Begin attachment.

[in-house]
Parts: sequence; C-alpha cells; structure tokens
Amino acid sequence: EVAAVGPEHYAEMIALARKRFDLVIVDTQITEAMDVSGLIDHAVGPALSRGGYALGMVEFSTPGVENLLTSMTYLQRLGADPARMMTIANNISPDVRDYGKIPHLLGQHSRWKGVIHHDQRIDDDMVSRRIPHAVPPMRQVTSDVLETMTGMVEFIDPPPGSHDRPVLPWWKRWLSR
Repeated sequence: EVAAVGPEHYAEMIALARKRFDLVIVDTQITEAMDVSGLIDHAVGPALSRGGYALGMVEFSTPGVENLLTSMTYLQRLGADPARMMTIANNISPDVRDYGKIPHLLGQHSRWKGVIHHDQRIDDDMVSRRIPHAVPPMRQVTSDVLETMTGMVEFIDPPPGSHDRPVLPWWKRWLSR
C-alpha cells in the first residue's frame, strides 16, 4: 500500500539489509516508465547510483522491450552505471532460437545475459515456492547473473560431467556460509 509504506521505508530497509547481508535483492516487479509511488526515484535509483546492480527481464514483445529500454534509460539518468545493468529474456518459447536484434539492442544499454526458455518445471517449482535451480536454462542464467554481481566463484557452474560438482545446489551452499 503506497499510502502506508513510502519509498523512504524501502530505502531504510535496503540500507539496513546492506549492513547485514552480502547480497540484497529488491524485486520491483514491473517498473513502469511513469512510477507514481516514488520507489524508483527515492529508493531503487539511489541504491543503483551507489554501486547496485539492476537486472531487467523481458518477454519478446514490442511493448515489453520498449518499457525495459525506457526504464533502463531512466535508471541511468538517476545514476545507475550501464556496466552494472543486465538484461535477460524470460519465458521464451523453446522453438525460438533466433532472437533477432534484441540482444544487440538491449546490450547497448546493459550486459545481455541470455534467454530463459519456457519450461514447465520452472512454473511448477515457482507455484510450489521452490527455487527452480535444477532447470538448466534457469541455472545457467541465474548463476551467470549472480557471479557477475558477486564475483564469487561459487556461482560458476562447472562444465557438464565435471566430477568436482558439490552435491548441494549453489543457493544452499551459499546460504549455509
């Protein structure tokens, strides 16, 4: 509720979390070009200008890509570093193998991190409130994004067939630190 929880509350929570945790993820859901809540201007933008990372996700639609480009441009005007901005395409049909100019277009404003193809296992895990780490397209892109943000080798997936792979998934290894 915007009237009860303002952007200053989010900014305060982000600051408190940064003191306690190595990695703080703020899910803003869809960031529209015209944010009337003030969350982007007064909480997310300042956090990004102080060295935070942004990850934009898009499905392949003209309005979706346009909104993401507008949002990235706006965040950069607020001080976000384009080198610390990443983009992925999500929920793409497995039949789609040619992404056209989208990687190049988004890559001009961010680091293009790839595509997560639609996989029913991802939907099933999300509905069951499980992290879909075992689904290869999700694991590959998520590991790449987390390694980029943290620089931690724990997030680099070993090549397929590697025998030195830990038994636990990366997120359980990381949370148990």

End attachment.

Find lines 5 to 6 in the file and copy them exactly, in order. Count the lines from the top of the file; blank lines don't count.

C-alpha cells in the first residue's frame, strides 16, 4: 500500500539489509516508465547510483522491450552505471532460437545475459515456492547473473560431467556460509 509504506521505508530497509547481508535483492516487479509511488526515484535509483546492480527481464514483445529500454534509460539518468545493468529474456518459447536484434539492442544499454526458455518445471517449482535451480536454462542464467554481481566463484557452474560438482545446489551452499 503506497499510502502506508513510502519509498523512504524501502530505502531504510535496503540500507539496513546492506549492513547485514552480502547480497540484497529488491524485486520491483514491473517498473513502469511513469512510477507514481516514488520507489524508483527515492529508493531503487539511489541504491543503483551507489554501486547496485539492476537486472531487467523481458518477454519478446514490442511493448515489453520498449518499457525495459525506457526504464533502463531512466535508471541511468538517476545514476545507475550501464556496466552494472543486465538484461535477460524470460519465458521464451523453446522453438525460438533466433532472437533477432534484441540482444544487440538491449546490450547497448546493459550486459545481455541470455534467454530463459519456457519450461514447465520452472512454473511448477515457482507455484510450489521452490527455487527452480535444477532447470538448466534457469541455472545457467541465474548463476551467470549472480557471479557477475558477486564475483564469487561459487556461482560458476562447472562444465557438464565435471566430477568436482558439490552435491548441494549453489543457493544452499551459499546460504549455509
């Protein structure tokens, strides 16, 4: 509720979390070009200008890509570093193998991190409130994004067939630190 929880509350929570945790993820859901809540201007933008990372996700639609480009441009005007901005395409049909100019277009404003193809296992895990780490397209892109943000080798997936792979998934290894 915007009237009860303002952007200053989010900014305060982000600051408190940064003191306690190595990695703080703020899910803003869809960031529209015209944010009337003030969350982007007064909480997310300042956090990004102080060295935070942004990850934009898009499905392949003209309005979706346009909104993401507008949002990235706006965040950069607020001080976000384009080198610390990443983009992925999500929920793409497995039949789609040619992404056209989208990687190049988004890559001009961010680091293009790839595509997560639609996989029913991802939907099933999300509905069951499980992290879909075992689904290869999700694991590959998520590991790449987390390694980029943290620089931690724990997030680099070993090549397929590697025998030195830990038994636990990366997120359980990381949370148990």